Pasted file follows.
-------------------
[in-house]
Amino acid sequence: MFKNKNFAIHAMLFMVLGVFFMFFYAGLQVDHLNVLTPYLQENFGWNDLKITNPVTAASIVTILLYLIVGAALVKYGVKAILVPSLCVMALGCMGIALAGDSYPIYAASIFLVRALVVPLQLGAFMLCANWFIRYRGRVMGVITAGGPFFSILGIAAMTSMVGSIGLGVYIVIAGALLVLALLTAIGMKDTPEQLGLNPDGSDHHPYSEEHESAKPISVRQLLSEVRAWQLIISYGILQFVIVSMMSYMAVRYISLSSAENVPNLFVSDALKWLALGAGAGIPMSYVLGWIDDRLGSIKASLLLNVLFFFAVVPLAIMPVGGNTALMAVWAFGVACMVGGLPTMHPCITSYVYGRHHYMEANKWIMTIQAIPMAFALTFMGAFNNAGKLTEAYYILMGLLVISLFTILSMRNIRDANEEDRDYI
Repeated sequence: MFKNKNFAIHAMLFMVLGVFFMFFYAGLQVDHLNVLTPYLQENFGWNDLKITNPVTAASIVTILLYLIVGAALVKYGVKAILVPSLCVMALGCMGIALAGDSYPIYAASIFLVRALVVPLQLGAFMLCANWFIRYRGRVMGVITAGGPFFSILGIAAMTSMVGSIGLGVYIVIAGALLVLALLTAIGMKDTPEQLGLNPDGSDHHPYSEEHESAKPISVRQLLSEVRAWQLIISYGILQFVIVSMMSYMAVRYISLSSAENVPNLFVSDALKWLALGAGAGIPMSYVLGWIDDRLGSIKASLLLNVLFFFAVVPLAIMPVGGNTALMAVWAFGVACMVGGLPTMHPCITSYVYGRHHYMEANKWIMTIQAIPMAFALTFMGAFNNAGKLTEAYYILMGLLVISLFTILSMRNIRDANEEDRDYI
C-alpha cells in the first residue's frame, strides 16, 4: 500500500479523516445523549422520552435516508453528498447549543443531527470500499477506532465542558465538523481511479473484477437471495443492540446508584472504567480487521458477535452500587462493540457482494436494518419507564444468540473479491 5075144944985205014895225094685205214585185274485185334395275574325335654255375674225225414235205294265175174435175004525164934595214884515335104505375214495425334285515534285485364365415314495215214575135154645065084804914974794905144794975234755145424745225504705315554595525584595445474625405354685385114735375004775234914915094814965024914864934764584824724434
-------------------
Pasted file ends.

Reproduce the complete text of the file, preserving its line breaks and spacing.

[in-house]
Amino acid sequence: MFKNKNFAIHAMLFMVLGVFFMFFYAGLQVDHLNVLTPYLQENFGWNDLKITNPVTAASIVTILLYLIVGAALVKYGVKAILVPSLCVMALGCMGIALAGDSYPIYAASIFLVRALVVPLQLGAFMLCANWFIRYRGRVMGVITAGGPFFSILGIAAMTSMVGSIGLGVYIVIAGALLVLALLTAIGMKDTPEQLGLNPDGSDHHPYSEEHESAKPISVRQLLSEVRAWQLIISYGILQFVIVSMMSYMAVRYISLSSAENVPNLFVSDALKWLALGAGAGIPMSYVLGWIDDRLGSIKASLLLNVLFFFAVVPLAIMPVGGNTALMAVWAFGVACMVGGLPTMHPCITSYVYGRHHYMEANKWIMTIQAIPMAFALTFMGAFNNAGKLTEAYYILMGLLVISLFTILSMRNIRDANEEDRDYI
Repeated sequence: MFKNKNFAIHAMLFMVLGVFFMFFYAGLQVDHLNVLTPYLQENFGWNDLKITNPVTAASIVTILLYLIVGAALVKYGVKAILVPSLCVMALGCMGIALAGDSYPIYAASIFLVRALVVPLQLGAFMLCANWFIRYRGRVMGVITAGGPFFSILGIAAMTSMVGSIGLGVYIVIAGALLVLALLTAIGMKDTPEQLGLNPDGSDHHPYSEEHESAKPISVRQLLSEVRAWQLIISYGILQFVIVSMMSYMAVRYISLSSAENVPNLFVSDALKWLALGAGAGIPMSYVLGWIDDRLGSIKASLLLNVLFFFAVVPLAIMPVGGNTALMAVWAFGVACMVGGLPTMHPCITSYVYGRHHYMEANKWIMTIQAIPMAFALTFMGAFNNAGKLTEAYYILMGLLVISLFTILSMRNIRDANEEDRDYI
C-alpha cells in the first residue's frame, strides 16, 4: 500500500479523516445523549422520552435516508453528498447549543443531527470500499477506532465542558465538523481511479473484477437471495443492540446508584472504567480487521458477535452500587462493540457482494436494518419507564444468540473479491 5075144944985205014895225094685205214585185274485185334395275574325335654255375674225225414235205294265175174435175004525164934595214884515335104505375214495425334285515534285485364365415314495215214575135154645065084804914974794905144794975234755145424745225504705315554595525584595445474625405354685385114735375004775234914915094814965024914864934764584824724434